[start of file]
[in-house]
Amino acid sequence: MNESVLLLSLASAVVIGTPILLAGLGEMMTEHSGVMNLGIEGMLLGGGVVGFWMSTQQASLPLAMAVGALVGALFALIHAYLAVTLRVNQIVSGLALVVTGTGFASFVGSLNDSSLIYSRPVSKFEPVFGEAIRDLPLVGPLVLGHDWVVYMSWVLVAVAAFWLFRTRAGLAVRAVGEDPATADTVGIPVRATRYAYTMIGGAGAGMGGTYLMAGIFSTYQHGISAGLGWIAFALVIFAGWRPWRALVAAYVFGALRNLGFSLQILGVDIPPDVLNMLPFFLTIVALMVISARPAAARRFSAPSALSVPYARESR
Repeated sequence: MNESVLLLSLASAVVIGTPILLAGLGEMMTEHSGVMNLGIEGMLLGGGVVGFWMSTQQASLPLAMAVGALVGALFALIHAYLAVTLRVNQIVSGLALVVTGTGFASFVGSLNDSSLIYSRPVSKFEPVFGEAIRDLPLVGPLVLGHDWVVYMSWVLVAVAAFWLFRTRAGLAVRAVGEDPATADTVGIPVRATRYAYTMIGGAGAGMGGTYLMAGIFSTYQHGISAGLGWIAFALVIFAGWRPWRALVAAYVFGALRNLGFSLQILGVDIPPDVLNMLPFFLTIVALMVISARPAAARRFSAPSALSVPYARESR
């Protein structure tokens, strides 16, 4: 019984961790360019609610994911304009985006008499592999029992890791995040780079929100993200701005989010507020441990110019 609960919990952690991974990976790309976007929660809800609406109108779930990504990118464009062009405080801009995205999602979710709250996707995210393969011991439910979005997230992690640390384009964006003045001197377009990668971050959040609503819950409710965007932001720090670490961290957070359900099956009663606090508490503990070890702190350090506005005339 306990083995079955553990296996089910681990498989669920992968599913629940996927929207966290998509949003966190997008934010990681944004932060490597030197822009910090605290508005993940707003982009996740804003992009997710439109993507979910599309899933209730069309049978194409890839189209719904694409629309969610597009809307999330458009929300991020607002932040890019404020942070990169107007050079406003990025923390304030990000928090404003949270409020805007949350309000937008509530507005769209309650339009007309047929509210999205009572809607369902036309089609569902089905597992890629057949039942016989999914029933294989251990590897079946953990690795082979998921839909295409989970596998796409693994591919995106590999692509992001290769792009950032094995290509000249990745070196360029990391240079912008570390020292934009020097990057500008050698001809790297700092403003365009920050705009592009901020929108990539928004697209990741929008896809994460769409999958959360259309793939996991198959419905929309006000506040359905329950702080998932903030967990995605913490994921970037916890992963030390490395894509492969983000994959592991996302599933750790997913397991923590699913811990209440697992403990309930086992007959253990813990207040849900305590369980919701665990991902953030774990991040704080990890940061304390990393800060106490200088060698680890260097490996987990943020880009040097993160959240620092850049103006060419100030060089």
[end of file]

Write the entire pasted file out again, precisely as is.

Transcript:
[in-house]
Amino acid sequence: MNESVLLLSLASAVVIGTPILLAGLGEMMTEHSGVMNLGIEGMLLGGGVVGFWMSTQQASLPLAMAVGALVGALFALIHAYLAVTLRVNQIVSGLALVVTGTGFASFVGSLNDSSLIYSRPVSKFEPVFGEAIRDLPLVGPLVLGHDWVVYMSWVLVAVAAFWLFRTRAGLAVRAVGEDPATADTVGIPVRATRYAYTMIGGAGAGMGGTYLMAGIFSTYQHGISAGLGWIAFALVIFAGWRPWRALVAAYVFGALRNLGFSLQILGVDIPPDVLNMLPFFLTIVALMVISARPAAARRFSAPSALSVPYARESR
Repeated sequence: MNESVLLLSLASAVVIGTPILLAGLGEMMTEHSGVMNLGIEGMLLGGGVVGFWMSTQQASLPLAMAVGALVGALFALIHAYLAVTLRVNQIVSGLALVVTGTGFASFVGSLNDSSLIYSRPVSKFEPVFGEAIRDLPLVGPLVLGHDWVVYMSWVLVAVAAFWLFRTRAGLAVRAVGEDPATADTVGIPVRATRYAYTMIGGAGAGMGGTYLMAGIFSTYQHGISAGLGWIAFALVIFAGWRPWRALVAAYVFGALRNLGFSLQILGVDIPPDVLNMLPFFLTIVALMVISARPAAARRFSAPSALSVPYARESR
């Protein structure tokens, strides 16, 4: 019984961790360019609610994911304009985006008499592999029992890791995040780079929100993200701005989010507020441990110019 609960919990952690991974990976790309976007929660809800609406109108779930990504990118464009062009405080801009995205999602979710709250996707995210393969011991439910979005997230992690640390384009964006003045001197377009990668971050959040609503819950409710965007932001720090670490961290957070359900099956009663606090508490503990070890702190350090506005005339 306990083995079955553990296996089910681990498989669920992968599913629940996927929207966290998509949003966190997008934010990681944004932060490597030197822009910090605290508005993940707003982009996740804003992009997710439109993507979910599309899933209730069309049978194409890839189209719904694409629309969610597009809307999330458009929300991020607002932040890019404020942070990169107007050079406003990025923390304030990000928090404003949270409020805007949350309000937008509530507005769209309650339009007309047929509210999205009572809607369902036309089609569902089905597992890629057949039942016989999914029933294989251990590897079946953990690795082979998921839909295409989970596998796409693994591919995106590999692509992001290769792009950032094995290509000249990745070196360029990391240079912008570390020292934009020097990057500008050698001809790297700092403003365009920050705009592009901020929108990539928004697209990741929008896809994460769409999958959360259309793939996991198959419905929309006000506040359905329950702080998932903030967990995605913490994921970037916890992963030390490395894509492969983000994959592991996302599933750790997913397991923590699913811990209440697992403990309930086992007959253990813990207040849900305590369980919701665990991902953030774990991040704080990890940061304390990393800060106490200088060698680890260097490996987990943020880009040097993160959240620092850049103006060419100030060089």